Flow cytometry

Flow cytometry was performed as described earlier (Chendil et al., 2002). Untreated and treated cells (1 × 106) were washed in phosphate-buffered saline (PBS) and fixed in ice-cold ethanol. Fixed cells were pelleted and resuspended in 500 μl of PBS. RNA was eliminated by treating cells with RNAse A (Sigma, St. Louis, MO, USA). Then, the cells were stained by propidium iodide in PBS and analysed for cell cycle phases by flow cytometry, a FACStar calibur (Becton Dickinson) cell sorter.

Quantification of apoptosis

Apoptosis was quantified by TUNEL staining and flow cytometry. The ApopTag in situ apoptosis detection kit (Oncor, Gaithersburg, MD, USA), which detects DNA strand breaks by TUNEL, was used as described (Ahmed et al., 1996). Briefly, cells were seeded in chamber slides and the next day the cells were left untreated or treated with curcumin or radiation or in combination. After 24 and 48 h, the DNA was tailed with digoxigenin-dUTP and conjugated with an anti-digoxigenin fluorescein. The specimen was counterstained with propidium iodide and antifade. The stained specimen was observed in triple band-pass filter using Nikon-microphot epifluorescence microscope. To determine the percentage of cells showing apoptosis, four experiments in total were performed, and approximately 1000 cells were counted in each experiment. For flow cytometry, cells were lifted by using nonenzymatic cell dissociation medium (Sigma) and washed with PBS and stained with Hoechst (Ho342) and merocyanine (MC540) and analysed by flow cytometry using a FACStar Plus cell sorter as described (Ahmed et al., 1996).

Electrophoretic mobility shift assay (EMSA)

Nuclear extracts were prepared from untreated and treated cells and EMSA was preformed as described previously (Chendil et al., 2002) with some modification. Briefly, cells were scraped and washed with cold PBS and repelleted. The pellet was suspended in 1 ml of Icecold buffer A (10 mM HEPES pH 7.8, 2 mM MgCl2, 10 mM KCl, 0.1 mM EDTA, 10 μg/ml of aprotinin, 0.5 μg/ml leupeptin, 3 mM PMSF and 3 mM dithiothreitol) for 5 min on ice. The crude nuclei were pelleted by centrifugation for 5 min. The crude nuclei pellet was suspended in 50 μl of buffer B (10 mM HEPES, pH 7.8, 2 mM MgCl2, 10 mM KCl, 0.1 mM EDTA, 10 μg/ml of aprotinin, 0.5 μg/ml leupeptin, 3 mM PMSF, 3 mM dithiothreitol and 10% NP-40). After 20 min of incubation on ice, the suspension was centrifuged, and supernatant was collected. Equal volume of cold buffer C (50 mM HEPES, pH 7.4, 300 mM NaCl, 50 mM KCl, 0.1 mM EDTA, 3 mM PMSF, 3 mM DTT and 10% (v/v) glycerol) was added to the supernatant and incubated on ice for 5 min with intermittent vortexing. The extracts were then centrifuged for 10 min and the supernatant was divided into aliquots and frozen at –80°C.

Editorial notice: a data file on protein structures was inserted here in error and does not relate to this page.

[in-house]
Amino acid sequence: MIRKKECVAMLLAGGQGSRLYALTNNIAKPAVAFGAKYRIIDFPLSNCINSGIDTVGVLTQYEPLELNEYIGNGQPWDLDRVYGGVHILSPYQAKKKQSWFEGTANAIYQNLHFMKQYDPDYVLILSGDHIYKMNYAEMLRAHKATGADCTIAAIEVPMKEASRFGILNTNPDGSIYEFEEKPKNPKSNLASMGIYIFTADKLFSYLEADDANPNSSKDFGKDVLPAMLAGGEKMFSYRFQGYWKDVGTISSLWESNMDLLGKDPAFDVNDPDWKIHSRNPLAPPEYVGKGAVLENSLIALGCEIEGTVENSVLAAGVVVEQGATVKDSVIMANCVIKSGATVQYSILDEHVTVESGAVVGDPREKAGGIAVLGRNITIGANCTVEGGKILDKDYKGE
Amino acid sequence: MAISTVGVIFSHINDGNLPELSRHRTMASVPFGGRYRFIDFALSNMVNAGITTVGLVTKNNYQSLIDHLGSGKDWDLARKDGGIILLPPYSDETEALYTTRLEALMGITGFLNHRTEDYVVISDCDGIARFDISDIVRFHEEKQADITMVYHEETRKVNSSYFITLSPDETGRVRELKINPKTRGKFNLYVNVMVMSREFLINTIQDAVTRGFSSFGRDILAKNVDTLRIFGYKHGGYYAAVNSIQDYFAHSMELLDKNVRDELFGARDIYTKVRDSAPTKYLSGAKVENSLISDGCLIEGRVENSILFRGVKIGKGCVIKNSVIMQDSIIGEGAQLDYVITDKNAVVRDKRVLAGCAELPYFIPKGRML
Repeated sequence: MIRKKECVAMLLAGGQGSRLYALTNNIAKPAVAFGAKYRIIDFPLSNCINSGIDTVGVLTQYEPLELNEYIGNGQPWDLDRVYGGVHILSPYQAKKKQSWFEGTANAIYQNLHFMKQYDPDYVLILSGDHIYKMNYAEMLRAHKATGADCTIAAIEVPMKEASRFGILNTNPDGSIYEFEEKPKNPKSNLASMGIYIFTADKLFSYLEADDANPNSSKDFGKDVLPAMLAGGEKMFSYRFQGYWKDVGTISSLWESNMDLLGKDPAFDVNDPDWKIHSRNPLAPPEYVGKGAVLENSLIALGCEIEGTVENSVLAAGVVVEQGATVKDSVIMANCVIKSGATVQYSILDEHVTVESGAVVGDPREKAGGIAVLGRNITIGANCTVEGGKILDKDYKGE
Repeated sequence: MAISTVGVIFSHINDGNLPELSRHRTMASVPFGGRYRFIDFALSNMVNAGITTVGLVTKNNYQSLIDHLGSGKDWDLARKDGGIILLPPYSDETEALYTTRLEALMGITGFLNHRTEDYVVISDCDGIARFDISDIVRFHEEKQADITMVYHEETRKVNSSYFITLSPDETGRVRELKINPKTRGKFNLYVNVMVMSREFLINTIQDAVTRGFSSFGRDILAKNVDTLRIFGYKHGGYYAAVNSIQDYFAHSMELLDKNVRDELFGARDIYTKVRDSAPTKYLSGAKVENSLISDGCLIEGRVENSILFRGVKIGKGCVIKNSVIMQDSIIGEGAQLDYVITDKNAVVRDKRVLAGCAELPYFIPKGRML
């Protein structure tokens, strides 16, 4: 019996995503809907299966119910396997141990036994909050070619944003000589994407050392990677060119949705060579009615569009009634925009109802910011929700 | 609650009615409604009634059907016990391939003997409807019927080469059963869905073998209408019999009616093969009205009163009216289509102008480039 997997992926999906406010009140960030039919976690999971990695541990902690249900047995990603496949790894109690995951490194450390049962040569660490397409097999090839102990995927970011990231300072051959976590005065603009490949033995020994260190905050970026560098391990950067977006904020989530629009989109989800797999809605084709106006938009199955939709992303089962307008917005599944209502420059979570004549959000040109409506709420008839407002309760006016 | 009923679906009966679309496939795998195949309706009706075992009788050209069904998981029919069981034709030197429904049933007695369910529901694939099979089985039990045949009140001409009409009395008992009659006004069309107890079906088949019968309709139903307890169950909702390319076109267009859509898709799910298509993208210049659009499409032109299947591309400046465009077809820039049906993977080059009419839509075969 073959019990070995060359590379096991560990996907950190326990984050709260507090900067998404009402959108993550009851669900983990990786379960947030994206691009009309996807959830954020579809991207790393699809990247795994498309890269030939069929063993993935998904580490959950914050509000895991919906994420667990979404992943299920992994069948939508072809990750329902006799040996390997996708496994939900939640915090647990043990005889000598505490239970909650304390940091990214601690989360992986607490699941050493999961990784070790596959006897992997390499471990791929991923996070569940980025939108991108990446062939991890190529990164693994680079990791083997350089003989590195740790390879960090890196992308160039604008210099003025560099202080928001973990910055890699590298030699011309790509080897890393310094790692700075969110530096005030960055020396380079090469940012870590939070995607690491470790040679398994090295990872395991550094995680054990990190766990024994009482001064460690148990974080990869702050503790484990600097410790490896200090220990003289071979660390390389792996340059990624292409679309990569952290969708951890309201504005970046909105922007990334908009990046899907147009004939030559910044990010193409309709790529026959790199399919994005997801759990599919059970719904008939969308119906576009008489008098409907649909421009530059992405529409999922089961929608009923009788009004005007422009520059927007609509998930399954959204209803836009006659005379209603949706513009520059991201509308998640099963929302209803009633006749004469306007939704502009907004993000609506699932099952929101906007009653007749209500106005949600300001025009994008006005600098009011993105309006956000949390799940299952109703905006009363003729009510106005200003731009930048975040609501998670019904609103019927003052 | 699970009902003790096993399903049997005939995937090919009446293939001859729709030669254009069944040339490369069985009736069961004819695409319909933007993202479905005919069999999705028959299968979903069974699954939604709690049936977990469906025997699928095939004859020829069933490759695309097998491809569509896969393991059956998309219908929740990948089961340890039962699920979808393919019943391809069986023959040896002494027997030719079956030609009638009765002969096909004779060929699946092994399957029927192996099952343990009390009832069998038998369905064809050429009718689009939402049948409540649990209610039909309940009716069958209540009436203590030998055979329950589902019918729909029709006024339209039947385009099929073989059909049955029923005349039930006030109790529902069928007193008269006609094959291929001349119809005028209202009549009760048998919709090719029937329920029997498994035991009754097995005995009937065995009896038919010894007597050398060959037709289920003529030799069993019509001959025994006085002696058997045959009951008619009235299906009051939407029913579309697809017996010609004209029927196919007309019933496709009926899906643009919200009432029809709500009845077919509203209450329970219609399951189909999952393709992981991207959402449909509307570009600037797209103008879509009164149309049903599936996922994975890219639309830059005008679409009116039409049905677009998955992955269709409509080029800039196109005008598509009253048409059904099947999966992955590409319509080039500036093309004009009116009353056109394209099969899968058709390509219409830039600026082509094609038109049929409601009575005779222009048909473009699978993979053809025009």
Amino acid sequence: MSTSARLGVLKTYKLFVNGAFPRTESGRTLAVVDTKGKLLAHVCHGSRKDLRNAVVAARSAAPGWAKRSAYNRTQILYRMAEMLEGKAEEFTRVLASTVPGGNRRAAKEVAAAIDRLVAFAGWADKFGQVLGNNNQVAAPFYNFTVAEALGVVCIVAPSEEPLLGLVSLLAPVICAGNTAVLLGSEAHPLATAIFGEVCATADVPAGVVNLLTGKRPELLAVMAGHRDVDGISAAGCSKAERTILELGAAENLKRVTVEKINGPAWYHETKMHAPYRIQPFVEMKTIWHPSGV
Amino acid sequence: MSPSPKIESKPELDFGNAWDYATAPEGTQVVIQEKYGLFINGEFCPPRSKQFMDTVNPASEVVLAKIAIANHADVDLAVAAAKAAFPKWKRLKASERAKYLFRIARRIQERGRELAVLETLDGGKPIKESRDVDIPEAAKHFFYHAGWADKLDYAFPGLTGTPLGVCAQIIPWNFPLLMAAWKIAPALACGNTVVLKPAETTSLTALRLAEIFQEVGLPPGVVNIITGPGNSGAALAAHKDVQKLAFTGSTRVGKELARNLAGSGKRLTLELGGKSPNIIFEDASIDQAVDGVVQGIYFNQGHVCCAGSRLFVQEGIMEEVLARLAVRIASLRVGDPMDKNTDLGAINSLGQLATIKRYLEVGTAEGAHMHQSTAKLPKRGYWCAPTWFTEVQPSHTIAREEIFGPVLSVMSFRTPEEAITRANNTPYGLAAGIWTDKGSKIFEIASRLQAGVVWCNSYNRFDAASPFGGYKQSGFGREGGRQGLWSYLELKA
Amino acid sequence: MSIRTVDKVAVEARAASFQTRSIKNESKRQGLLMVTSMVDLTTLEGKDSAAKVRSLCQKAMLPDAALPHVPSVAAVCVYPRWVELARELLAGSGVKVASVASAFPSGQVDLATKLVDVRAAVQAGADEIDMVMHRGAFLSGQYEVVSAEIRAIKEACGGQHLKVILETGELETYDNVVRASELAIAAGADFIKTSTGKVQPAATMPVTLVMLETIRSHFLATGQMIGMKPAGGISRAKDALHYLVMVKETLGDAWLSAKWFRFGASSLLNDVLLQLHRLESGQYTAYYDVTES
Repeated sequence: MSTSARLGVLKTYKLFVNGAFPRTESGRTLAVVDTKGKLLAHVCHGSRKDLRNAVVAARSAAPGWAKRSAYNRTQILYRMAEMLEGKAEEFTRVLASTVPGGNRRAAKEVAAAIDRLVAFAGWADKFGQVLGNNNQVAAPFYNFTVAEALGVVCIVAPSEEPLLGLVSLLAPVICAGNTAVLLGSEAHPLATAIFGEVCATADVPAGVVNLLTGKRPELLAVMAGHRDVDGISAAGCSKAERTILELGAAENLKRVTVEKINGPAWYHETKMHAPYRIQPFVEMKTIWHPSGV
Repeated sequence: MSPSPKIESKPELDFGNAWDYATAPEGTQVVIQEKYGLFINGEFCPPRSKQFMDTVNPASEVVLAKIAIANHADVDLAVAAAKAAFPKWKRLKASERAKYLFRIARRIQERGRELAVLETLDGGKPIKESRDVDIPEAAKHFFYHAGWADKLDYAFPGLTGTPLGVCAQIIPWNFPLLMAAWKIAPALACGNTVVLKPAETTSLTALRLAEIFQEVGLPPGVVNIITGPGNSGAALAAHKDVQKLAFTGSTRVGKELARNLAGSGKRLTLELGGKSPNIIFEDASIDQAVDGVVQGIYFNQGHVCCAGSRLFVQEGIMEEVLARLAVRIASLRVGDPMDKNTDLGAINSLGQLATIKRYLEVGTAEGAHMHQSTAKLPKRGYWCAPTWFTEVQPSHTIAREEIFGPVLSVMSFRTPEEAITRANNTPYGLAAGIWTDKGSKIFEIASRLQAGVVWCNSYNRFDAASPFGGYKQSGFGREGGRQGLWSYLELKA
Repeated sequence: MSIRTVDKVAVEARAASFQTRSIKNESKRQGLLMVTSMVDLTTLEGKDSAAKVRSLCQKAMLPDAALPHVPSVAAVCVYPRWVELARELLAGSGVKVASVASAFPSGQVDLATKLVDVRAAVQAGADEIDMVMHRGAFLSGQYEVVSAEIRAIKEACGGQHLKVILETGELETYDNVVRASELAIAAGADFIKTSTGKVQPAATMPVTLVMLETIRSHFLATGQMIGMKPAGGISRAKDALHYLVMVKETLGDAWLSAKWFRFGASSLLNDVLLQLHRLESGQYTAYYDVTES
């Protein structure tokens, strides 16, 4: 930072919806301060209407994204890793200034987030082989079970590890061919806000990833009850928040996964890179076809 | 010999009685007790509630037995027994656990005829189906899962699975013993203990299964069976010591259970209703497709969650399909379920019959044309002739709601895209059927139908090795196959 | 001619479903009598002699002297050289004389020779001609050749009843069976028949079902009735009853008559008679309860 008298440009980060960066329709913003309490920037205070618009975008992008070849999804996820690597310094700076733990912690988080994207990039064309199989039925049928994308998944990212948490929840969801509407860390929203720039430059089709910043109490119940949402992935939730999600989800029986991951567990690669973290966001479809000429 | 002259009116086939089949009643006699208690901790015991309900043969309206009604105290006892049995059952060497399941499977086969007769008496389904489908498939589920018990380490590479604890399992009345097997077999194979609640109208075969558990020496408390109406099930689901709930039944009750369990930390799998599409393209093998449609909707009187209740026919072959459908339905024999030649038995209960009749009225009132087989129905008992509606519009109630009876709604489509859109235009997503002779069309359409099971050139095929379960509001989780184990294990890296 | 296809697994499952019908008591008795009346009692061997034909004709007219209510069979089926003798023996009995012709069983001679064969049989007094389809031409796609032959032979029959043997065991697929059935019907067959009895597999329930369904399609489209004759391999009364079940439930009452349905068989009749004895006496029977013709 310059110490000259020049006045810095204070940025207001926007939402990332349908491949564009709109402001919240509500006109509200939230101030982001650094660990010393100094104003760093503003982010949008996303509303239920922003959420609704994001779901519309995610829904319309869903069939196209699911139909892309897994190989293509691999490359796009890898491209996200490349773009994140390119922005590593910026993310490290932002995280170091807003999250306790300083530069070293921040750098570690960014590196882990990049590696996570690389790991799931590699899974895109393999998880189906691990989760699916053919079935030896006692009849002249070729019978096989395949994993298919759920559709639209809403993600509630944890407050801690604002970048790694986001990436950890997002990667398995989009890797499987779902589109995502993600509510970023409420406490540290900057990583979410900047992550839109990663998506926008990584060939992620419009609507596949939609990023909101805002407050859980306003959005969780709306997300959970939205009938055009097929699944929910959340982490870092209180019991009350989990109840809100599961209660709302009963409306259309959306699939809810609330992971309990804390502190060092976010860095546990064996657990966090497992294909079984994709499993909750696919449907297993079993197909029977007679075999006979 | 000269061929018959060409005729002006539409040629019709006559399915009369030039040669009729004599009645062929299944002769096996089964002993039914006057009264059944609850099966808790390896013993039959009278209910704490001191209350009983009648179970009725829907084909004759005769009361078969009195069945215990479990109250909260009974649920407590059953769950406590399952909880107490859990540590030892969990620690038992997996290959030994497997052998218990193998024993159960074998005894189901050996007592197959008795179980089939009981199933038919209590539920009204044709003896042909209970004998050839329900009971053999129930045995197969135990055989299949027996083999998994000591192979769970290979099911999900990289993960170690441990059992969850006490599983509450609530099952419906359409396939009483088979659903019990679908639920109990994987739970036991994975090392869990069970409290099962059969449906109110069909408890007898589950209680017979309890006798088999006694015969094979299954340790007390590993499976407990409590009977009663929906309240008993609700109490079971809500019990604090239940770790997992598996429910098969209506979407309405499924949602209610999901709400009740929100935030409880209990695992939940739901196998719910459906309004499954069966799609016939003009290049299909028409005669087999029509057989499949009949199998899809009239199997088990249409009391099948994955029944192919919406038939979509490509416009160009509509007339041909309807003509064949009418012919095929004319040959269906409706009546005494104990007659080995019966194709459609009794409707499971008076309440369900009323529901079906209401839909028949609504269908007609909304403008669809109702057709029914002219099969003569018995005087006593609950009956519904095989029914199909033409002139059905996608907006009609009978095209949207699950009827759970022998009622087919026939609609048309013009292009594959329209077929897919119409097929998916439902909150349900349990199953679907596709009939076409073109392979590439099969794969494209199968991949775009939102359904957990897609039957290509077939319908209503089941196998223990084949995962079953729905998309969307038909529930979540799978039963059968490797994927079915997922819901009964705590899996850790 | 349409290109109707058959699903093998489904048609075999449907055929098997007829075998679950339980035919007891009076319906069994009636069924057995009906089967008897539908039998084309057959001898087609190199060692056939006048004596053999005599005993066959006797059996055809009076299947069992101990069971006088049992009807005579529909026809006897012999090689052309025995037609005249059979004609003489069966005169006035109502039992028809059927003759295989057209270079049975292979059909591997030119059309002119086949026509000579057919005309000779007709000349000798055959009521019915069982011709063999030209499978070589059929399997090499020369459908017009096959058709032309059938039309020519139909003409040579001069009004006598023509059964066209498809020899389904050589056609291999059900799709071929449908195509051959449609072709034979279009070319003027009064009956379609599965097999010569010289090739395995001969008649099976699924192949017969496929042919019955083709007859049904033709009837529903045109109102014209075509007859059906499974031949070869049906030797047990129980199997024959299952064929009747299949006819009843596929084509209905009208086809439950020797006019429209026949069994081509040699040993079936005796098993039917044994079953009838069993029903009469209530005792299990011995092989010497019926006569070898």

Analysis of DNA binding by EMSA was performed using 2 mg of poly(dI-dC) (Sigma Chemical Co, St Louis, MI, USA) as nonspecific competitor DNA. The binding reactions contained 10 000 c.p.m. of 32P-labeled double-stranded oligonucleotide probe with a high affinity for NFκB binding (Promega, Madison, WI, USA). For supershift experiments, anti-p65 antibody was incubated with binding buffer and nuclear extract for 1 h prior to adding the oligo probe. Binding reactions were electrophoresed on a 4% PAGE in 0.5 × TBE buffer to separate the bound and unbound probe.

Caspase activity

To measure the activity of caspases-3 and -9 in PC-3 cells, a fluorimetric assay was used according to the instruction of the manufacturer (Biovision, CA, USA). Briefly, cells were left untreated and treated either with curcumin or radiation or in combination. Cells were collected and resuspended in cold lysis buffer and incubated for 10 min on ice. In all, 50 μl of 2 × reaction buffer wad added and incubated for 2 h at 37°C with fluorogenic substrates, DEVD-AFC (caspase-3) and LEHD-AFC (caspase-9) in a reaction buffer. The release of fluorocrome AFC was measured at 400 nm excitation and 505 nm emissions using a fluorescence spectrophotometer.

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Acknowledgements

This work is supported by DOD PC020620 to DC.

Author information

Affiliations

  1. Department of Clinical Science, University of Kentucky, Lexington, KY 40536, USA

    • Damodaran Chendil
    • , Rama S Ranga
    •  & David Meigooni
  2. Department of Radiation Medicine, University of Kentucky, Lexington, KY 40536, USA

    • Sabapathi Sathishkumar
    •  & Mansoor M Ahmed

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Correspondence to Damodaran Chendil.

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https://doi.org/10.1038/sj.onc.1207284